Mycology – the science of mushrooms. After animals and plants, fungi are the third class of living beings and are impressively versatile. They help support cheese production, are a delicious addition to cooking, have healing (and intoxicating) properties and can even be surfed upon. Wait a minute...surf?
It has in fact been suggested for some time that we are living in the ''age of mushrooms''. In 2009, artist Philip Ross developed a method that made it possible to use mushrooms as construction materials. What began as an art project could lead to a solution to plastic's impact on the environment.
Leading the charge on another fungal front is Ecovative. We introduced the company Ecovative last year in our article about the Launch 2013 Challenge, a programme to identify and support visionaries whose world-class ideas, technologies or programs are set to make a tangible impact on the world’s toughest sustainable issues. Back then, Ecovative had been selected as one of 10 eco-friendly fabric, material and textile projects to go into further development as part of the challenge.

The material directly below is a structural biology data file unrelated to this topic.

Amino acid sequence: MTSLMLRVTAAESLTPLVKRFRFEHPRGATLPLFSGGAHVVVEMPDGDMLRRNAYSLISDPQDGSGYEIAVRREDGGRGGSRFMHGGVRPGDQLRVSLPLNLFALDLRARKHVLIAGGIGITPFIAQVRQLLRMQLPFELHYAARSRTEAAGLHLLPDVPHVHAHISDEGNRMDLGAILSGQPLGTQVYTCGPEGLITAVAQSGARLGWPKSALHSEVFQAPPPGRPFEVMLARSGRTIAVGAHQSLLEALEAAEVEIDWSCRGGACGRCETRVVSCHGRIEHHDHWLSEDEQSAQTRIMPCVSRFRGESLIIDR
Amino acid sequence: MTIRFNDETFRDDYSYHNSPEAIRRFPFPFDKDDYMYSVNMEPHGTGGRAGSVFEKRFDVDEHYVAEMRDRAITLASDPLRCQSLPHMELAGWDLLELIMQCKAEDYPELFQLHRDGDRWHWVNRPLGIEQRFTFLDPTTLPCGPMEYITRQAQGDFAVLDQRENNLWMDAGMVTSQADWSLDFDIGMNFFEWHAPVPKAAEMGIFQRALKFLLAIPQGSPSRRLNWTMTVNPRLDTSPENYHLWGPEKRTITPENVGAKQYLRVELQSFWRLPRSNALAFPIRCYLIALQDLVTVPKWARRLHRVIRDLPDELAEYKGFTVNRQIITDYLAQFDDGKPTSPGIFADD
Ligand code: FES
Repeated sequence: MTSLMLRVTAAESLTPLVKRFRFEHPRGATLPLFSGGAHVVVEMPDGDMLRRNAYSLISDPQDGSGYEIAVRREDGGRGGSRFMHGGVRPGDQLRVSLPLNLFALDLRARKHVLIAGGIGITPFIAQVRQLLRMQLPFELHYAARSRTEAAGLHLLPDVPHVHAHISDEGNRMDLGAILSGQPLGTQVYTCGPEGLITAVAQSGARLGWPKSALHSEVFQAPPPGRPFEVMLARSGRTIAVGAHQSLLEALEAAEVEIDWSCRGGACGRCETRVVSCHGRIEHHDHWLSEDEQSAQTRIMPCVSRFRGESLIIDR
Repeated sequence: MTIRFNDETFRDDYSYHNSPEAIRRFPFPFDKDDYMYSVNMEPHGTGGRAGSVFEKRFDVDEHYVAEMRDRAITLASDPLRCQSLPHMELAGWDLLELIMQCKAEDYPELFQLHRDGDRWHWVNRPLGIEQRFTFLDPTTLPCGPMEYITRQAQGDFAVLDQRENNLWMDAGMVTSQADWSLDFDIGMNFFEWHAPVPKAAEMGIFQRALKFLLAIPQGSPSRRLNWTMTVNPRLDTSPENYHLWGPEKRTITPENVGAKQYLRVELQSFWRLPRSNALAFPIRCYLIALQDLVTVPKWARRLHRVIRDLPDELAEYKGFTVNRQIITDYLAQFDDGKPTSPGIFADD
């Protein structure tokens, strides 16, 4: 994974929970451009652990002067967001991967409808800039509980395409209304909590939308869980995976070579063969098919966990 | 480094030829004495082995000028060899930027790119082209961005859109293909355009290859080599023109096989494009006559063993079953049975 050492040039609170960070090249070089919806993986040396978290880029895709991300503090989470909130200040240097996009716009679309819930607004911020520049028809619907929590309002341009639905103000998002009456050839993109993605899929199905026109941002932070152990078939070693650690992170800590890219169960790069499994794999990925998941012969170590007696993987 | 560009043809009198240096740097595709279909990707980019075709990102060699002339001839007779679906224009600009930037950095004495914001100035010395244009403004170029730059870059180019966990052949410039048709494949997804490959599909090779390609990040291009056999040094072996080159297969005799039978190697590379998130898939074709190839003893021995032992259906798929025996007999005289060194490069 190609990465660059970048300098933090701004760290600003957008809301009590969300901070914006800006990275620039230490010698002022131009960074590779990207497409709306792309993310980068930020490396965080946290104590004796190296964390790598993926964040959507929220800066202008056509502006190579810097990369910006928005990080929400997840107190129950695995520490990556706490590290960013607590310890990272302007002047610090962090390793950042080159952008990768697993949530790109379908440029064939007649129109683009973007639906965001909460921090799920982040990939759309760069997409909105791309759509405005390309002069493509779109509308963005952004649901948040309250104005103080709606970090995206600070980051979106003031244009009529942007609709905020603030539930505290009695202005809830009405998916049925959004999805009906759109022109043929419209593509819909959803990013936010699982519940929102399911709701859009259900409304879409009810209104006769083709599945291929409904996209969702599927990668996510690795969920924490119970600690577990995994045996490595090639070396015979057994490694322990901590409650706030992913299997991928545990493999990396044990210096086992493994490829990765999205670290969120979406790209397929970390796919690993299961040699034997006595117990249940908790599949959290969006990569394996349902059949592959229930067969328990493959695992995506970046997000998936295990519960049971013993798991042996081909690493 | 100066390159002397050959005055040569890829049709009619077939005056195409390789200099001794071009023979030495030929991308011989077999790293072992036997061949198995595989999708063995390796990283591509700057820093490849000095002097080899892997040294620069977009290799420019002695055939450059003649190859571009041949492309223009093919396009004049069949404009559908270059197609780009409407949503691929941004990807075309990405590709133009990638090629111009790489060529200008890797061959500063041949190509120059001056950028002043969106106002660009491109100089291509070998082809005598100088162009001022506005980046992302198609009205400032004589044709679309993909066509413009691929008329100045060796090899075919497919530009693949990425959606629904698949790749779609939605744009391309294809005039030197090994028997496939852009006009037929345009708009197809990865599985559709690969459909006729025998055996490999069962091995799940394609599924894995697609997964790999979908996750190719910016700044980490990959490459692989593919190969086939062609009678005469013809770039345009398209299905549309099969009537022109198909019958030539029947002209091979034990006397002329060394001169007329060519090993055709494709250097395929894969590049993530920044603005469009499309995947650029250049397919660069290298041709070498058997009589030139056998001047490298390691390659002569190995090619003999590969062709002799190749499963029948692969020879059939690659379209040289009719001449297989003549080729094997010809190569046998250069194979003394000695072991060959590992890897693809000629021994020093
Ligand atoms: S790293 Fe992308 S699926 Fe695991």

The brainchild of Eben Bayer and Gavin McIntyre, Ecovative uses mycelium (the mass of branched, tubular filaments of fungi) and agricultural waste to create solid, biodegradable containers that present a viable, more sustainable alternative to conventional plastic tubs. The team has racked up numerous awards since the company was launched in 2007 and sell their containers to Fortune 500 companies like Dell.
The video below demonstrates how mycelium and agricultural waste can be used to build a tiny house:
Wine bottle packaging (pictured above) and surfboards count among the products Ecovative offers. If you think about the fact that traditional plastic can take up to 10,000 years to degrade and are clogging up our oceans, waterways and streets then it becomes painfully clear that we are in need of a better alternative. Here's to mushrooms!
This article was translated in part from the original on our German site.